Tag Archives: Spring

FRITTEDDA (A sauté of spring vegetables)

Frittedda is exclusively Sicilian and is a luscious combination of spring vegetables lightly sautéed and with minimum amount of stirring to preserve the textures and fresh, characteristic flavours of each ingredient — the sweetness of the peas, the slightly bitter taste of the artichokes and the delicate, nutty taste of broad beans. It is really a slightly cooked salad and each vegetable should be young and fresh.

In Sicily this dish is usually made at the beginning of spring (Primavera), around the feast day of San Giuseppe (19 March) when the first peas and broad beans come into season. It is thought that the origins of the dish are from around the northwestern part of Sicily (from Palermo to Trapani), but I have also found recipes from the agricultural areas in the centre of Sicily, in Caltanissetta, Enna and across to Agrigento and all have their own variations.

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Because frittedda is a celebration of spring, I also like to include asparagus, but this is not in traditional recipes. Use white or green asparagus, thick or thin. Yet again breaking with tradition I often add a little strong broth for extra flavour — Sicilians seldom add stock to food and rely on the natural flavours of the ingredients. They know that the sun always shines in Sicily and therefore, their produce tastes better.

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To fully appreciate the flavour of frittedda, I like to eat it at room temperature (like caponata) and as a separate course — as an antipasto with some good bread. The recipe also makes a good pasta sauce to celebrate spring.

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artichokes, about 3 young, tender
peas, 750g (250g, shelled weight)
broad beans, young, 1kg (these will result in about shelled 350g) The broad beans should be young and small — if they are not, (remove the outer peel of each bean)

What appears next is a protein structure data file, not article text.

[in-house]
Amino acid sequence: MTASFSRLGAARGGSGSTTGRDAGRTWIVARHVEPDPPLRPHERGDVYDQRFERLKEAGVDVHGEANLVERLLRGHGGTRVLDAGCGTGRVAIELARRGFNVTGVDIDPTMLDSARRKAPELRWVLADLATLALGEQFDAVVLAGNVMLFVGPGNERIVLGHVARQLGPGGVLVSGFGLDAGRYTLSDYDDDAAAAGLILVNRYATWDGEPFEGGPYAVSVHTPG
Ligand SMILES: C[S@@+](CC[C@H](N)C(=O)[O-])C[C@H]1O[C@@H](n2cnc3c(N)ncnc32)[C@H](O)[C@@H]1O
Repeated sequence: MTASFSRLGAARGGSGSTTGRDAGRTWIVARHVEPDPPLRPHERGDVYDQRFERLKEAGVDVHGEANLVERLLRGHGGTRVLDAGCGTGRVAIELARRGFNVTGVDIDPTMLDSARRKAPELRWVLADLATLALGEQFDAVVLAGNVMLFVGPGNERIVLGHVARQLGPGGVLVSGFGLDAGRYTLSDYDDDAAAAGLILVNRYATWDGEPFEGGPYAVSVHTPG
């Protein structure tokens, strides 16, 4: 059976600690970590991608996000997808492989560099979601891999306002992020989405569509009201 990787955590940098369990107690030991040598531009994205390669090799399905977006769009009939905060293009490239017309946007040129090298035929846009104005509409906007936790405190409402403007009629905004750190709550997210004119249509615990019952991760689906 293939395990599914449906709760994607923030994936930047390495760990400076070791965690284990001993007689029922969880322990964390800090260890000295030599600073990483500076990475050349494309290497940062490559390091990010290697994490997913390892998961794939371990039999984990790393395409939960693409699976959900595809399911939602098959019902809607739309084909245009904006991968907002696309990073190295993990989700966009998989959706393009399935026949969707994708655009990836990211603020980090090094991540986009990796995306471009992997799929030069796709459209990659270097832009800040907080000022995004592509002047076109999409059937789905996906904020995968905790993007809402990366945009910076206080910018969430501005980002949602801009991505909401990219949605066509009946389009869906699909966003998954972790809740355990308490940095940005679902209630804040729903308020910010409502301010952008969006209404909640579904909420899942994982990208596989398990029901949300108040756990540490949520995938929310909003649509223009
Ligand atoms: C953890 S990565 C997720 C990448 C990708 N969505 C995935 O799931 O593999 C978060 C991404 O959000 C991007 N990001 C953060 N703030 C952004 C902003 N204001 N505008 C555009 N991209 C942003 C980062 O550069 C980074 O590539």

asparagus (250g). Snap the bottoms from the asparagus and cut the spears into 2cm lengths
spring onions, 3-4, sliced thinly (including the green parts)
lemon, 1 for the acidulated water
extra virgin olive oil, about ½ cup
salt and pepper
white wine vinegar, ½ tablespoon or the juice of ½ lemon
sugar, about a teaspoon
fresh mint leaves, to sprinkle on top before serving

Prepare the artichokes – strip off the tough outer leaves. It is difficult to purchase young artichokes in Australia so you may need to remove quite a few of them.
Keep the artichokes in acidulated water (use juice of 1 lemon) as you clean them and until you are ready to use.
Cut each artichokes into quarters. Slice the artichokes into thin slices. I also use the stalk of the artichoke (stripped of its outer fibrous layer).

Select a wide pan with a heavy bottom and cook as follows:
Add some of the oil.
Add the artichokes and sauté them gently for about 5-7 minutes (tossing the pan, rather than stirring and trying not to disturb the ingredients too much).
Before proceeding to the next stage, taste the artichokes, and if they need more cooking sprinkle them with about ½ cup of water, cover the saucepan with a lid and stew gently for about 10 minutes. You will know when the artichokes are cooked as there will only be slight resistance when pricked with a fork.
Add more oil, the spring onions, the peas and broad beans, salt and pepper. Toss and shake the ingredients around gently to ensure that the vegetables do not stick. Cook for about 5-7 minutes. Add a dash of water (or stock).